Quirks and Vagaries of Life and Family
When I was a child growing up in Indiana, I loved Christmas for one reason. The mailman delivered the annual box of clothes sent by Aunt Ann, practically new hand-me-downs from cousin Nancie, a year older.
Back then my grandma made most of our clothes. Back then, home sewn dresses were not “cool”. I lived for Nancie’s clothes. Attitudes are vastly different today. There is a world of difference between “homemade” and “Hand Crafted”.
Each year Grandma sent me off to school with three new dresses, made in the same style her own girls wore during the Great Gray Depression. Nancie’s clothes saved me from the shame of being on par with the girl who only wore two dresses all year. Girls notice those things.
Consequently, though I didn’t know Nancie, she was one of my favorite cousins. After all, I wore her next to my heart.
Shortly before Christmas, Miss Naomi, our second-grade teacher, in a timely manner, taught us to write “thank you” letters, and “friendly” letters. I was hooked on writing.
Aunts Ann and Lucille lived in Port Angeles, Washington, Aunt Joanne in Indianapolis. Aunts Lucille and Joanne had no children. They sent me puzzles or games, books, soft woolen scarves and mittens.
After Christmas, I dutifully wrote and mailed “thank you” letters to all my aunts. Each responded. I wrote back, thus setting in motion years inked missives of connection. When my dad uprooted us and plunked us down in the middle of Montana, I added a roster of Indiana cousins and classmates to my voluminous letter writing.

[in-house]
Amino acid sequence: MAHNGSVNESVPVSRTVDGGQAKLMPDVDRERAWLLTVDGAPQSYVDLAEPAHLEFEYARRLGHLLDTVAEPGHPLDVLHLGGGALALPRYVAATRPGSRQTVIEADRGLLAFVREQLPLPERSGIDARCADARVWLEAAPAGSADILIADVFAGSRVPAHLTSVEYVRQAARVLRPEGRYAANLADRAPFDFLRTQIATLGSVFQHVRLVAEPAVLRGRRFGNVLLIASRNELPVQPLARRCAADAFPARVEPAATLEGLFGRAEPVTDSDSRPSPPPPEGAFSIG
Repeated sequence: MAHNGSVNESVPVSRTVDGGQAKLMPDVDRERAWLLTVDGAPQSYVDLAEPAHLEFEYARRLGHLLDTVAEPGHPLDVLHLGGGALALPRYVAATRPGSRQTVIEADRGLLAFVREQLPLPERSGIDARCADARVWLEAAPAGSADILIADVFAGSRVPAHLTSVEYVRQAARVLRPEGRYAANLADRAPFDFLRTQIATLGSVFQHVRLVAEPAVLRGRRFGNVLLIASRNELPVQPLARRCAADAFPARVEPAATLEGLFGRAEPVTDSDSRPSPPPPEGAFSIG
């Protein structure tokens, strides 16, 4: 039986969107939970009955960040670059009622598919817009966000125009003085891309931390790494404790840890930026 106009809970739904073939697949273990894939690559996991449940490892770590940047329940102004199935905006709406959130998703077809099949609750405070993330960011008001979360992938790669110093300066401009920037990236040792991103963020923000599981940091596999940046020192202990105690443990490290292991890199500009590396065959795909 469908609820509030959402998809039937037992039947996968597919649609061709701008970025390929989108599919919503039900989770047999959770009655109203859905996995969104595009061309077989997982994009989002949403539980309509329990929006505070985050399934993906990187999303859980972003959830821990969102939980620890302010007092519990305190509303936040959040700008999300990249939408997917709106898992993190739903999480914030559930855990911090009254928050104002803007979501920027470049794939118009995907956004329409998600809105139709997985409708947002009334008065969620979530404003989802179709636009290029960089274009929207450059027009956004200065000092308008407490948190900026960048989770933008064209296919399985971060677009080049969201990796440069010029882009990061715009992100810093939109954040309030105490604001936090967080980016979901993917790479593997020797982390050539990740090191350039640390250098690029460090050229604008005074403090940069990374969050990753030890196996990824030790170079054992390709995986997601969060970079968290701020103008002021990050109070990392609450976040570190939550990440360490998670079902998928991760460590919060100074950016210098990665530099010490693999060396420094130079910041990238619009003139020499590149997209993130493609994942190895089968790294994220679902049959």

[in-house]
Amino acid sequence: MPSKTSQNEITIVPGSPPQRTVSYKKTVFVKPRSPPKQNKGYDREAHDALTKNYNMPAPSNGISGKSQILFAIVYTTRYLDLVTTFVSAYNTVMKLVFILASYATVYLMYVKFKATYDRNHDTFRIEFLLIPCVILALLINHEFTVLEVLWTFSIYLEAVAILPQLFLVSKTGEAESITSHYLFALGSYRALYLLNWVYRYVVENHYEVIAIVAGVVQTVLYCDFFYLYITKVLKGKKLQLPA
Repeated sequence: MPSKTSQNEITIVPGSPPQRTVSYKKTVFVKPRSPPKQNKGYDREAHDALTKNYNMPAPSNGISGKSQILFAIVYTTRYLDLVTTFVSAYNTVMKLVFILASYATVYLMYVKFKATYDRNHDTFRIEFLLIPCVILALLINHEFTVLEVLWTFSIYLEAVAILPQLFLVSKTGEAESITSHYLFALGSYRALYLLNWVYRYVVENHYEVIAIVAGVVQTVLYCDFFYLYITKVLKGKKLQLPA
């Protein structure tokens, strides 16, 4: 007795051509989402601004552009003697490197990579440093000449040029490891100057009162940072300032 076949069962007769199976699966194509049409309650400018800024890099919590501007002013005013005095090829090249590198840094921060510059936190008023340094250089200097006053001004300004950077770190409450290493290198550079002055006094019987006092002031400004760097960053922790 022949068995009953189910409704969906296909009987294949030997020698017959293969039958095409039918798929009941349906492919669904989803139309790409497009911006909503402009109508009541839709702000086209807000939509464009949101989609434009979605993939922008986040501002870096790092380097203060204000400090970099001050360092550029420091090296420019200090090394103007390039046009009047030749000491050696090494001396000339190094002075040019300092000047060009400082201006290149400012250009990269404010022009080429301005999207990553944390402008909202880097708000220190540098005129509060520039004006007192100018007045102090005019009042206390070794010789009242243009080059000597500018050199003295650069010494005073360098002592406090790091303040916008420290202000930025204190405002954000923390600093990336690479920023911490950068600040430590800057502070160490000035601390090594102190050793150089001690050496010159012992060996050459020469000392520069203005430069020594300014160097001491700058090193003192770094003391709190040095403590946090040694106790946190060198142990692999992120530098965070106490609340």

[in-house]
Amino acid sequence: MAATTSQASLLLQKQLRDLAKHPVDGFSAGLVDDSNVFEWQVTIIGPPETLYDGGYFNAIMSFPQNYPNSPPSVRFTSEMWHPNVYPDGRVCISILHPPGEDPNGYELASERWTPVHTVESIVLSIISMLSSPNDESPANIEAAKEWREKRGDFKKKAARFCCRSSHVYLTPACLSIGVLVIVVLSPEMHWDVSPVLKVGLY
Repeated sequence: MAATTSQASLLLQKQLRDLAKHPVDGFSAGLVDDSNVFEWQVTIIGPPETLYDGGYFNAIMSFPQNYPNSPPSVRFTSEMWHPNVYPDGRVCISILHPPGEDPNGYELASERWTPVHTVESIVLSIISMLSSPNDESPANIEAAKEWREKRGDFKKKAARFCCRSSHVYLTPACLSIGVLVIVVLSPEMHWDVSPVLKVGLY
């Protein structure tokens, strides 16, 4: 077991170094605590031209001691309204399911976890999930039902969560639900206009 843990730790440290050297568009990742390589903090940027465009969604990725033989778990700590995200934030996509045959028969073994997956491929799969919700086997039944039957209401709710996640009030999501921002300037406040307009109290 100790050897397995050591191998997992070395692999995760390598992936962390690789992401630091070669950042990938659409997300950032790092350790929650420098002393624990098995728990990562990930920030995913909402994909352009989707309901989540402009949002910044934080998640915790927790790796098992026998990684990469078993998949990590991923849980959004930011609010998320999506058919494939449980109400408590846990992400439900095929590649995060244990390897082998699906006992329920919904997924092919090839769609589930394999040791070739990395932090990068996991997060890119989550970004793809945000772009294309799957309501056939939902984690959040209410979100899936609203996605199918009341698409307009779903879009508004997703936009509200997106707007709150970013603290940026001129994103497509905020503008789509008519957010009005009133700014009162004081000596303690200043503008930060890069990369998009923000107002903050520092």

By the time I was in sixth grade, I had grown taller than cousin Nancie and the generous boxes of clothing no longer made the postal trek across the mountains. I continued writing letters to my Port Angeles aunts. I’ve no idea why, but Nancie and I never corresponded. Sometime in my late twenties, early thirties, my life took a tumble, and I abandoned letters to family and friends in favor of midnight scrawls of maudlin poetry which I had sense enough to keep to myself and destroy later.
Years later, I moved to Washington State. Aunt Lucille had died and I had lost touch with Aunt Ann. When Aunt Joanne flew in to Seattle, she and I drove to Mount Vernon where Aunt Ann now lived. We spent a delightful afternoon getting re-acquainted. One topic of conversation, of great importance to me, was our letters.
At Aunt Ann’s funeral, I finally met my cousin Nancie. Because of our early vague but distinctly real connections, I felt like I’d found a friend I had lost years ago. Since then, we meet at every opportunity. We even drove cross-country on a road trip to visit remaining Indiana family.
Three years ago Nancie introduced me to Lani. In turn, Lani introduced me to Etzatlan, a farm/ranch village near Guadalajara. I, in turn, introduced Kathy and Richard, long-time Canadian friends, to Nancie and Pat, Lani and Ariel.
In a quirk of life that has us still pinching ourselves, within a short three weeks, Nancie and Pat, Kathy and Richard and singular-unit-I, each bought homes in Etzatlan. Now we’re neighbors.
Miss Naomi taught me well. She said, when writing, to act as if I’m sitting across the table from you, having tea. I don’t know that those were her exact words but that is how I took them to heart.
Dear Aunt Ann,
See what has happened in my life, all because I wrote a “thank you” letter when I was seven.
HDN: Looking out my back door
March 3, 2016